Drawn to Death hurts to play. It is too floaty and stiff to work as multiplayer shooter and while the art style initially captures attention, your eyes will beg to be gouged out after five minutes. And it never, ever shuts up.
Taking (or dare I say drawing) inspiration from the messy and enthusiastic scribblings that dot so many junior high notebooks, Drawn to Death attempts to dazzle with a distinctive visual style full of jagged edges and mish-mashed cartoonish delights.
The world is a violent pop-up book. It's full of shotguns, shark ninjas, blood, and bombs. Director David Jaffe is best known for the Twisted Metal and God of War games. Drawn to Death revels in a similar kind of bravado. It's endearing for a time but starts to wear thin.
The biggest problem with Drawn to Death is that it feels awful to play. What might have been a fast and furious affair ends up far lacking focus. Movement feels like everything is in space. You float in the air and slide around slippery arenas. Health pools are far too large, allowing you to tank countless bullets and rockets. Matches drag on. There's no momentum. It's dull.
Sniping is cool though. It's always cool.
Drastic aesthetics are always a gamble and Drawn to Death manages to squander an interesting concept. White backgrounds make for bold contrast when blood spills but everything becomes hazy after a while. This is a game that screenshots better than it works in motion. It distracts more than it charms. Last year's remarkable dungeon crawler Let It Die managed to merge grindhouse sensibilities and childish excess with greater results.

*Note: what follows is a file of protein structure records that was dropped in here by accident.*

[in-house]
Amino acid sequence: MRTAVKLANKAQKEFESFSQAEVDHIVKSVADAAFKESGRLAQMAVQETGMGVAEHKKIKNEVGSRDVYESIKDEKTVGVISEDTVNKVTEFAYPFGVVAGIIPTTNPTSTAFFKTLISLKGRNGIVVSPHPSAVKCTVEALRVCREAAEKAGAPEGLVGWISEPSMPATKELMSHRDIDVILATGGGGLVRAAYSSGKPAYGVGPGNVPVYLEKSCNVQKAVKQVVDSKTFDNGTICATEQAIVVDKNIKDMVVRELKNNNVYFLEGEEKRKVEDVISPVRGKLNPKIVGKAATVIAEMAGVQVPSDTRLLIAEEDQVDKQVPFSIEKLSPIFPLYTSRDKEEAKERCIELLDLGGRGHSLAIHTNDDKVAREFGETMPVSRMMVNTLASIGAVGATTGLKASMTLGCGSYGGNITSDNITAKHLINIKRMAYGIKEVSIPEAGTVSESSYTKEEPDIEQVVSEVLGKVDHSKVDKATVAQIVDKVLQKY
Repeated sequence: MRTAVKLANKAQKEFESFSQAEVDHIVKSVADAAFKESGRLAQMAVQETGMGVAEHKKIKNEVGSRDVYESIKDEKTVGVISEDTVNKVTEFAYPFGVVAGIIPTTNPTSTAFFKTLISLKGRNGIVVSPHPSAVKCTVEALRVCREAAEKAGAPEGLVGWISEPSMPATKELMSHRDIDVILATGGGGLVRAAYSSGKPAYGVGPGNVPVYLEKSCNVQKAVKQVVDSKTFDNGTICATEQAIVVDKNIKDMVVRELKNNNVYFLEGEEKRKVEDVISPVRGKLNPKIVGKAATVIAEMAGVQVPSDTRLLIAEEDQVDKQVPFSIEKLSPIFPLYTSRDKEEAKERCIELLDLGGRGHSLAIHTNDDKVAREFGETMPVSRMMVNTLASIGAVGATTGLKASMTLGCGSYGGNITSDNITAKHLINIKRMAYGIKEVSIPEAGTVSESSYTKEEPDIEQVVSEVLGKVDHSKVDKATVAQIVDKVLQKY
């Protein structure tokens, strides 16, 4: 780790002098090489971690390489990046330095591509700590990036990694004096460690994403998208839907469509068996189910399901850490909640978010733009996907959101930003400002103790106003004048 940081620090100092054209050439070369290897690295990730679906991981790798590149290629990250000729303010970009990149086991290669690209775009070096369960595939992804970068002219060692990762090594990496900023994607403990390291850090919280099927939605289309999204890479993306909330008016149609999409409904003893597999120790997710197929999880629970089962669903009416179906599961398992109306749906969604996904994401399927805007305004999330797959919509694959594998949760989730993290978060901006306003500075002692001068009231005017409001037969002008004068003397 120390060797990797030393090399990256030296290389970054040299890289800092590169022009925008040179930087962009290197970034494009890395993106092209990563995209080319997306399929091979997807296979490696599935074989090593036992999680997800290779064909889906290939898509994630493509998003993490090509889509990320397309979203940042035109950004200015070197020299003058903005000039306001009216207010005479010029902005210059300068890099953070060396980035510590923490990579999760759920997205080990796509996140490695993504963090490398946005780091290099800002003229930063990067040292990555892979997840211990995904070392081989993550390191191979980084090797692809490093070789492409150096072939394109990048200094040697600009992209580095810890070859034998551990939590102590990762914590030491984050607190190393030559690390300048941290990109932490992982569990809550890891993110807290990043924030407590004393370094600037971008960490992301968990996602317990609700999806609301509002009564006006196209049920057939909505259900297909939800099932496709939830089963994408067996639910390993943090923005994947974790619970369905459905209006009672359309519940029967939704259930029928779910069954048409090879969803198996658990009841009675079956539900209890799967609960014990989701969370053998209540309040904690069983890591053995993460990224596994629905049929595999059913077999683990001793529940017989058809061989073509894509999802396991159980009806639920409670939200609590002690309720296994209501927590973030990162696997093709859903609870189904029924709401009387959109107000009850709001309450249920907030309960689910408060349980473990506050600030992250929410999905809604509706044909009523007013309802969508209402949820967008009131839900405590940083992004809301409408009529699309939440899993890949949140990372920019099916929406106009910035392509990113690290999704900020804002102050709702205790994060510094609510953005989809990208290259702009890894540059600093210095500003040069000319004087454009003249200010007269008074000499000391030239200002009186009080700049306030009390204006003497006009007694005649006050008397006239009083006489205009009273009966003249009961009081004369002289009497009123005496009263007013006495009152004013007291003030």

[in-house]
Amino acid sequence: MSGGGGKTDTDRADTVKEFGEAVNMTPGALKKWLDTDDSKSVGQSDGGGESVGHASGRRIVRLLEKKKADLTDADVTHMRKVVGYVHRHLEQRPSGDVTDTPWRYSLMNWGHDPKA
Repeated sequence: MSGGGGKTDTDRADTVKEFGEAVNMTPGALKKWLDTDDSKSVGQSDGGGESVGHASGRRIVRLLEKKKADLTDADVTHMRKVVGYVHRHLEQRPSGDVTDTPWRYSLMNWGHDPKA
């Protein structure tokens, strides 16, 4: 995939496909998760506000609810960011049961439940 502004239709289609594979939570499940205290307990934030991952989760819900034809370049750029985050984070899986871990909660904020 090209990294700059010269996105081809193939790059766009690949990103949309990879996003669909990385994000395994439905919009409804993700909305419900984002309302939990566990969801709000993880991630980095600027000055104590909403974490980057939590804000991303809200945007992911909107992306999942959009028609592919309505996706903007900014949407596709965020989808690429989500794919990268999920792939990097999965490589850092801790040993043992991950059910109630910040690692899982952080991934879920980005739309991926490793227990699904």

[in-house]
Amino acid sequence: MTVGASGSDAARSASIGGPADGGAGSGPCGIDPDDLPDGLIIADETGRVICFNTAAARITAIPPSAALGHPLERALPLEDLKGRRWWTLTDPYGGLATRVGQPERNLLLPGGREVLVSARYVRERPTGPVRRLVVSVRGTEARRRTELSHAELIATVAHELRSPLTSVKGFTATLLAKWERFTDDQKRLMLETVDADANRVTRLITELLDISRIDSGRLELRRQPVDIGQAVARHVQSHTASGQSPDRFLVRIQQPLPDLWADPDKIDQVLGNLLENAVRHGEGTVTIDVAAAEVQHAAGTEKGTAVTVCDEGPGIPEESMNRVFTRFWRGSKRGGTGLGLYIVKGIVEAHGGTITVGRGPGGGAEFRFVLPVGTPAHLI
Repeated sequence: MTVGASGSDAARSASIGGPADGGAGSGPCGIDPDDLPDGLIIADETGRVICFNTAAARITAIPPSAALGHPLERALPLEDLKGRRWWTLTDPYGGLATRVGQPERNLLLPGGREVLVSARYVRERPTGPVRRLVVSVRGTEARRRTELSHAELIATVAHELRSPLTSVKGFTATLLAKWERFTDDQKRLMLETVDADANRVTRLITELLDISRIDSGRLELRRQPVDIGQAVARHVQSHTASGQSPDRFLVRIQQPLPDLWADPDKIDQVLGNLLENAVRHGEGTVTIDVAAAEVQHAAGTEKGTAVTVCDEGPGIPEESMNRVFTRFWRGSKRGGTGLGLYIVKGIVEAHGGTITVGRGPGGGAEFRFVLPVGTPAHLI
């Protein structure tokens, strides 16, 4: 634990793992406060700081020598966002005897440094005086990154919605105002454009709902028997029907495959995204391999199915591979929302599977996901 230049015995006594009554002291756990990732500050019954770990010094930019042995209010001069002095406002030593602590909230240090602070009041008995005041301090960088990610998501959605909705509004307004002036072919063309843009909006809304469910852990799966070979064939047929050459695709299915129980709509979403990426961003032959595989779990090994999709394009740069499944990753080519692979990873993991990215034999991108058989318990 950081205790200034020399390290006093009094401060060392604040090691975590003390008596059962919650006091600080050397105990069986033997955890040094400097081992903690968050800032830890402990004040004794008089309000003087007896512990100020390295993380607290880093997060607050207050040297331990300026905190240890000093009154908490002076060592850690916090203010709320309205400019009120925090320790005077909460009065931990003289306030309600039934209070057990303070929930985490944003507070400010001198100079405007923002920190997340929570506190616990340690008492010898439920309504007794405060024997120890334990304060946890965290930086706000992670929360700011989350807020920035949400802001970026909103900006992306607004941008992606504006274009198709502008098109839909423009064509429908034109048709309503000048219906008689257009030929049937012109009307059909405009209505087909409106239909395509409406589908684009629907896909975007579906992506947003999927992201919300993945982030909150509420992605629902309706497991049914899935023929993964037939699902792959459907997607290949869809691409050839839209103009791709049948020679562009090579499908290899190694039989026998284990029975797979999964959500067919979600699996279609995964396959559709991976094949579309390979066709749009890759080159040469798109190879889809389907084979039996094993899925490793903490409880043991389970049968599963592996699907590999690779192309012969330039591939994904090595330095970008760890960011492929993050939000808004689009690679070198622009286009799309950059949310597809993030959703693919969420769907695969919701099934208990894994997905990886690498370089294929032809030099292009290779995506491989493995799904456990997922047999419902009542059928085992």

Drawn to Death tries hard to express an edgy tone as well, with mixed success. There are a few genuinely funny jokes including a gag that got me to literally yell into my controller like a moron. The foul mouthed tutorial calls you a fucking idiot and you can even toss out text bubble taunts in between matches.
It's silly stuff. Unfortunately, no one ever shuts up and lets things breathe. The game boasts an extensive tutorial that rambles on and on. Picking up items elicits lengthy monologues from a annoying announcer. It's horrible and never stops.
There's no delicate way to talk about Drawn to Death here. Trying to find the upsides is like squeezing blood from a stone. This could have been a wacky blast of a shooter but it ends up as a clumsy mess. For a quick pick up and play, it might briefly entertain. There's the kernel of something here but it falls apart quickly. It's good for a few laughs and might stir some nostalgia in your gut. But after a few matches, you'll probably not pick it up again.